From 70 days to 7, SEBI to fast-track IPO clearance
December 17, 2022
SEBI chief says new norms by March; asks investment banks to gear-up
SEBI chief Madhabi Puri Buch plans to cut down the time taken by the regulator in clearing IPO documents to just seven days from up to 70 days currently.
“It is my desire and we will soon reach a stage to say that in the Indian markets, capital raising documents are cleared in just seven days,” she said while addressing a packed gathering of investment bankers in Mumbai on Friday. Buch said her team was working on putting together the building blocks for cutting the red-tape involved in the filing of documents and regulatory clearance, and the results would be visible by March 2023.
“Delayed applications does not speak well of us and with the new framework, there will be complete transparency. Everybody will know who (SEBI or the investment bankers) is actually delaying it,” she said. Buch was the keynote speaker at a private function organised by the Association of Investment Bankers of India (AIBI).
Bankers present at the event told businessline that they had already received instructions from SEBI regarding the reduced timeframe.
“As far as I’m concerned, I would like to say that SEBI clears documents in seven days. For this, the ball is 80 per cent in your court (merchant bankers) and 20 per cent with SEBI. It is a challenge to the entire community (of investment bankers), of which I feel a part... lets do it. There will be process re-engineering and a new policy. When there are delays on account of the bankers, we will formally return the documents,” Buch said.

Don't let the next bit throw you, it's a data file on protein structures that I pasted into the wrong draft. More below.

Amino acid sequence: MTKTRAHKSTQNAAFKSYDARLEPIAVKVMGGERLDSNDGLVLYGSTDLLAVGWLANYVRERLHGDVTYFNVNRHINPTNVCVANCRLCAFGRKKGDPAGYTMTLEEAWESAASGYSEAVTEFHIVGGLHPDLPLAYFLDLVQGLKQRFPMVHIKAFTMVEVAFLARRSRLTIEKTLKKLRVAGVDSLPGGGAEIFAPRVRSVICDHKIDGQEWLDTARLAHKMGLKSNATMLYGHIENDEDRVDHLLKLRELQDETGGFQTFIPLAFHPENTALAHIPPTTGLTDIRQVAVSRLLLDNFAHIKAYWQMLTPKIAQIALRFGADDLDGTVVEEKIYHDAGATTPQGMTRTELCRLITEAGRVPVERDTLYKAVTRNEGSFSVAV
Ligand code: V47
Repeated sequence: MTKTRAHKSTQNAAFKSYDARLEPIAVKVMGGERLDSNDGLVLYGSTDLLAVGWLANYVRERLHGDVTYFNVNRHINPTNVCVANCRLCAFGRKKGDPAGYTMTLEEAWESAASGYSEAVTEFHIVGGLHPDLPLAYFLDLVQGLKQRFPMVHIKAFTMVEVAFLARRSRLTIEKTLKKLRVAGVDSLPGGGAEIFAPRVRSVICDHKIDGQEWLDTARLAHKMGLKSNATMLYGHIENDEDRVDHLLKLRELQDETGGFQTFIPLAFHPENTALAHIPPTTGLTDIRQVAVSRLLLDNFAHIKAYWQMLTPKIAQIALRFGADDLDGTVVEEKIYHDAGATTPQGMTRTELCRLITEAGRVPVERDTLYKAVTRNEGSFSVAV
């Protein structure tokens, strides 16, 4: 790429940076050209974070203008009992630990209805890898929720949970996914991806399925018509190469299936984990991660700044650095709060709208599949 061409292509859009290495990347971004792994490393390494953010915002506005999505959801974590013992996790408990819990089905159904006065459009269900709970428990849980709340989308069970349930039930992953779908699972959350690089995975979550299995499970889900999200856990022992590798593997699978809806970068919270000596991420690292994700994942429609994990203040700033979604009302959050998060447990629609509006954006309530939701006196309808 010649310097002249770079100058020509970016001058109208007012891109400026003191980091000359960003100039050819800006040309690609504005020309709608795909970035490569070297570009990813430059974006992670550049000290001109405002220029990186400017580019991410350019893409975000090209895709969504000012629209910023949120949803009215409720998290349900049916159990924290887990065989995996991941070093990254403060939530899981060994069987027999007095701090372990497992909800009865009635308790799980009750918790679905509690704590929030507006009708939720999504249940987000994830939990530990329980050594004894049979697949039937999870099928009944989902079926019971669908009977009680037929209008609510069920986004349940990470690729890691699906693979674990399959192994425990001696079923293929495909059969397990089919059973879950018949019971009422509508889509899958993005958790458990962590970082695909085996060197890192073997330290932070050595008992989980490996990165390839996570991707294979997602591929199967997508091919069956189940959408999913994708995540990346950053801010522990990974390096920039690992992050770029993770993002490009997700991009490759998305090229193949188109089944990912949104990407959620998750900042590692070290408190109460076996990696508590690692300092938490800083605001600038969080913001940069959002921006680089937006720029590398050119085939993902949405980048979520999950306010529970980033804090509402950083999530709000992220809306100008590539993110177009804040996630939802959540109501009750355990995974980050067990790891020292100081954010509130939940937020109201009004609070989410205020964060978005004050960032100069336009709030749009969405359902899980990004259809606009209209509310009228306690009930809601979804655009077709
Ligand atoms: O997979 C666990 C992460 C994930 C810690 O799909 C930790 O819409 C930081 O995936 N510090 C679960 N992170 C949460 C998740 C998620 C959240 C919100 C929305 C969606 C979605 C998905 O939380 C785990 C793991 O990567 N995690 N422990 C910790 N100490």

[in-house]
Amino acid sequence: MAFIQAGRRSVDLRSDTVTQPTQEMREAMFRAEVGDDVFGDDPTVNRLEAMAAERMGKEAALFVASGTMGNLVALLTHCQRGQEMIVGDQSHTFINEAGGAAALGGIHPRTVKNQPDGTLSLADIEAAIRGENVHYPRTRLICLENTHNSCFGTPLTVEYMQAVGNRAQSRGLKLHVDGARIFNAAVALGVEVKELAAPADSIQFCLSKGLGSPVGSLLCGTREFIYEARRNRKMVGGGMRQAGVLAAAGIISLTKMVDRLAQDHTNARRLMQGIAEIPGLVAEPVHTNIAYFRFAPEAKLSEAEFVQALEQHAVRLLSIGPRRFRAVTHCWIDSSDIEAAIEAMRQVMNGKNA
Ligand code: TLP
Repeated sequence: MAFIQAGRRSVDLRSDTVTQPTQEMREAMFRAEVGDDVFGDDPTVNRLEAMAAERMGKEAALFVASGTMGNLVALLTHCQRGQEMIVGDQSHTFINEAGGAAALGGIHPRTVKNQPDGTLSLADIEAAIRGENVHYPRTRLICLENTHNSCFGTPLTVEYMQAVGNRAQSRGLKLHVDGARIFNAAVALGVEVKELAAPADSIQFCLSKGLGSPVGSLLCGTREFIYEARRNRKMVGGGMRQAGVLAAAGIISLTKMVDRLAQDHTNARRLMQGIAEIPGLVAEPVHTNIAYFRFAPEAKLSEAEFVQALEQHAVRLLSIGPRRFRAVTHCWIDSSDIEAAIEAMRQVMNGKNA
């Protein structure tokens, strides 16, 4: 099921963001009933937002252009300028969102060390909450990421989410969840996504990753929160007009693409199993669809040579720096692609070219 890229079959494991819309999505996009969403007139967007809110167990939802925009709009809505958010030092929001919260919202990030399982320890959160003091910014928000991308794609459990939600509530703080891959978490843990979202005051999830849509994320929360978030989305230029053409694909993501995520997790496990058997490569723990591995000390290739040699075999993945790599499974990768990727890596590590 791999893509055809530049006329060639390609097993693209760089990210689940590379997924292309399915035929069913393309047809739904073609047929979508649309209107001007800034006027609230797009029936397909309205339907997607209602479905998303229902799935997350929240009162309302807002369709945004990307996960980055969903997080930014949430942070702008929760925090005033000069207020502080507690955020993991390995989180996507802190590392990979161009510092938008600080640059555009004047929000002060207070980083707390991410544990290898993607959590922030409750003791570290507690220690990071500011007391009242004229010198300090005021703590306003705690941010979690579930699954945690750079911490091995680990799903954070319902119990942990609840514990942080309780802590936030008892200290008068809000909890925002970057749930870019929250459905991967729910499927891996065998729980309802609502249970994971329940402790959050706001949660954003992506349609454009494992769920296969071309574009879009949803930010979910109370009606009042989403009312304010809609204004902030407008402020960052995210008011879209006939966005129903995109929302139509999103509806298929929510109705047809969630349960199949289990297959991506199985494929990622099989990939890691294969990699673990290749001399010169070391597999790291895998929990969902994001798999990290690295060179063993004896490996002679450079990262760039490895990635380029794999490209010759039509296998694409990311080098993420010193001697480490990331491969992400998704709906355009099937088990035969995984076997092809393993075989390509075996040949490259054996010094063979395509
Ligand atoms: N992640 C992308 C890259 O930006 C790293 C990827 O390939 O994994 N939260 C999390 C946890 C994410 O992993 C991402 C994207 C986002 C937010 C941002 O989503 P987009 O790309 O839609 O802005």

Buch also indicated that the regulator will soon announce the format and set criteria based on which the documents will be approved or formally returned.
She made it clear that SEBI will not sit on them for months. “The process will change, gear-up for it... Some date in the near future, we are scheduling to do that. The FAQs, check list and all are coming. Before March, it will be done. For us, it’s the process improvement. Experienced investment bankers can recite the checklist in their sleep. So we want to do away with the current painful process. If there are 80 items on the checklist and you haven’t ticked any, we will return the documents. Wherever it’s our mistake and we sat on documents for 45 days, we will own it,” she said.
In her opinion, even though the bankers did not share required data most of the time, SEBI took the blame for the delay. “Don’t wait for SEBI to ask the questions, if it’s in the checklist just answer it. This is going to manifest itself. (Bankers) you will be answerable to your clients if SEBI returned the documents,” she said.
Buch, who was a career merchant banker before joining SEBI in 2017, asked her erstwhile colleagues on how not to compromise on due diligence regarding quality and right valuations of companies.
“When the valuations of any company are not justified and even a blind man can see it, the banker cannot shut the eyes.. and say he ticked the boxes and followed the process. What is the moral compass of this industry and individuals here?” she told the bankers.
In her view, Buch said merchant bankers can remain relevant only if they added value and not shift the blame on valuations to others. Otherwise, the community would be absolute due to highly automated process. Buch revealed how a promoter had faked a divorce despite living with his wife just to avoid disclosures on related party and the merchant bankers should decide where they stand on such cases. “Judging and bringing quality companies to market is your role as merchant bankers. You have to decide what moral compass you are following in determining this,” she said.
[The Hindu Business Line]